Stay in the Crosswalk
Q: At an intersection controlled by a traffic signal, I was struck by a car that was making a left turn. One of the bystanders told the police that I was outside the crosswalk, but I disagree.
A: Paragraph 3 of Section 1111(a) of the Vehicle and Traffic Law, speaks about a pedestrian. Unless otherwise directed, once the pedestrian has a steady green signal, except when it is a turn arrow, he or she may proceed across the roadway within any marked or unmarked crosswalk.
Paragraph 2 speaks about a car facing a steady green arrow. The car may cautiously enter the intersection. This is only to make the movement indicated by the arrow, or some other movement that is permitted by other indications, and some kinds of U-turns. The car must yield the right of way, assuming that the pedestrian is lawfully within the intersection or an adjacent crosswalk.
Meanwhile, under Section 1151(b) of the Vehicle and Traffic Law, no pedestrian shall suddenly leave a curb or other place of safety and walk or run into the path of a vehicle which is so close that it is impractical for the driver to yield.
Although there might seem to be some overlap between the two sections, our court precedents say otherwise. Your attorney must know the cases as well as the statutes. This is the skill and knowledge expected of a member of the legal profession.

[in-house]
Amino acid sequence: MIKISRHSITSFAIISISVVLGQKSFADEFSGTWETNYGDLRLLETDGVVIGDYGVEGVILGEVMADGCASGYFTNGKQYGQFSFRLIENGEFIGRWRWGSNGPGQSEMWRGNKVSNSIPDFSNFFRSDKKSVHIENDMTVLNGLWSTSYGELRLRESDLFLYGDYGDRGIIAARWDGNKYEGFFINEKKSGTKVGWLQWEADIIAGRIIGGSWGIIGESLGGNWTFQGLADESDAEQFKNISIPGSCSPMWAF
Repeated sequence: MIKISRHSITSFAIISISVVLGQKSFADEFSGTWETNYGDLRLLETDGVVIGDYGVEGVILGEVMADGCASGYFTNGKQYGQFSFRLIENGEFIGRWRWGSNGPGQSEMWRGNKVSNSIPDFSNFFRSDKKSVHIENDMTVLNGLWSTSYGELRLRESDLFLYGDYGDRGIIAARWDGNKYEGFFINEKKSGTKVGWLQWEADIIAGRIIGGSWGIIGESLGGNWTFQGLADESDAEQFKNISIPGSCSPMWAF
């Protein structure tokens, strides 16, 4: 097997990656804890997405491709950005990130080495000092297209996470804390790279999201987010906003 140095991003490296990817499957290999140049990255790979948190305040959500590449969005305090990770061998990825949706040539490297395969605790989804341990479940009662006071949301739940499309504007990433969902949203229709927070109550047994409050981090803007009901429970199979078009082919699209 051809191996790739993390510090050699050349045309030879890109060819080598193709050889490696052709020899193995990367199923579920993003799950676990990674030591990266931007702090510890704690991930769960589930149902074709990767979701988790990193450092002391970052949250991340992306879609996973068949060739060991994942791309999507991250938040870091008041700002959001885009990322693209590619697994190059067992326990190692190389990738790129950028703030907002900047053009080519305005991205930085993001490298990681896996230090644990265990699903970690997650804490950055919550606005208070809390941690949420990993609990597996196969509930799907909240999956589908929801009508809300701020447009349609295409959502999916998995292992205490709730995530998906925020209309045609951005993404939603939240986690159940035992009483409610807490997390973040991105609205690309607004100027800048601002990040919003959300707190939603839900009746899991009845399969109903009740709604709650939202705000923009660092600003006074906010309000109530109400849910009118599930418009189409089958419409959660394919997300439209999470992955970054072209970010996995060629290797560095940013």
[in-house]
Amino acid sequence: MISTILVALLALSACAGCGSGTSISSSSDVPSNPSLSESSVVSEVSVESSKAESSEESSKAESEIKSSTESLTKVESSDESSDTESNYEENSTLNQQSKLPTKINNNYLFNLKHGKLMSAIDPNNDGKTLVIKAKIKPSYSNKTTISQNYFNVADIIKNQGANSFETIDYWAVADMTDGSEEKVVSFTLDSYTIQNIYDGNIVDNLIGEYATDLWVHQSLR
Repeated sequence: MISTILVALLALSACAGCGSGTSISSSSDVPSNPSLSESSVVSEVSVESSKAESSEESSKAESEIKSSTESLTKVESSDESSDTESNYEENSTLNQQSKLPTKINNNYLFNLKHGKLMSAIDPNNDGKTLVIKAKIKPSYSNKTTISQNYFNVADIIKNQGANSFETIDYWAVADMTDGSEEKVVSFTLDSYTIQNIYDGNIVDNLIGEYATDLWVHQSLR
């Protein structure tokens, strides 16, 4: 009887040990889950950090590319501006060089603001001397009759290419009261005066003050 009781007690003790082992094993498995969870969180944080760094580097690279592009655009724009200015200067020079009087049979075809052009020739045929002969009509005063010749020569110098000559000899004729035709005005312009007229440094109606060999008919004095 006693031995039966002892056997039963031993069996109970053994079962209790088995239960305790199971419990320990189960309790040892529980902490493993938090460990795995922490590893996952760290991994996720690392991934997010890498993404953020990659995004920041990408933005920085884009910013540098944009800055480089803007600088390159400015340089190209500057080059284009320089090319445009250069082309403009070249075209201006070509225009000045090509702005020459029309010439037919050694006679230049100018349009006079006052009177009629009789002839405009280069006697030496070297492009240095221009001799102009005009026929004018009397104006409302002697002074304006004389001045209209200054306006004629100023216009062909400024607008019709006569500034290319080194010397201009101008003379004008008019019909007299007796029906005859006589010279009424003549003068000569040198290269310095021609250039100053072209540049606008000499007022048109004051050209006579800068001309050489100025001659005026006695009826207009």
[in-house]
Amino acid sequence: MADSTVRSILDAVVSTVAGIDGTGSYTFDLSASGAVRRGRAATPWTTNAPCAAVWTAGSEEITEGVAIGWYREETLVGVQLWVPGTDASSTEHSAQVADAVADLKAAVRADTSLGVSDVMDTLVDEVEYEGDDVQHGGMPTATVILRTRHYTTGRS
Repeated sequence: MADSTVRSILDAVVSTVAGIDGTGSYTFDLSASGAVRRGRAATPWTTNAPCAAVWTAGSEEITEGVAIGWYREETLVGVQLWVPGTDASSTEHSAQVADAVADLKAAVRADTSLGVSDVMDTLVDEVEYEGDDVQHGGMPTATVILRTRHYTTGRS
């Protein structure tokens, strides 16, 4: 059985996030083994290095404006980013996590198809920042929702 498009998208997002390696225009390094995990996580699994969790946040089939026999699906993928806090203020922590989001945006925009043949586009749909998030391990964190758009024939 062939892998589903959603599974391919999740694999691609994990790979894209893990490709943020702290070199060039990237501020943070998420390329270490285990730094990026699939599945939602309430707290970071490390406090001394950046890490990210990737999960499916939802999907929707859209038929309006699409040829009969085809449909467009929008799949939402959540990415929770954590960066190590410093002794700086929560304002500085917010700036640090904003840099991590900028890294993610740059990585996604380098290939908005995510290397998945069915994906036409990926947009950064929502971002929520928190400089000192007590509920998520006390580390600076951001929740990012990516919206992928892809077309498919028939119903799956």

Having read the cases, your attorney will proceed under only one of these sections. This is because our courts have ruled that, because your intersection was traffic controlled, section 1151 does not apply, and only section 1111 governs this case.
By: Scott Baron,
Attorney at Law Advertorial
The law responds to changed conditions; exceptions and variations abound. Here, the information is general; always seek out competent counsel. This article shall not be construed as legal advice.
Copyright © 2011-2020 Scott Baron & Associates, P.C. All rights reserved. 159-49 Cross Bay Boulevard, Howard Beach, New York 11414 1750 Central Park Ave, Yonkers, NY 10710 718-738-9800, 914-337-9800, 1-866-927-4878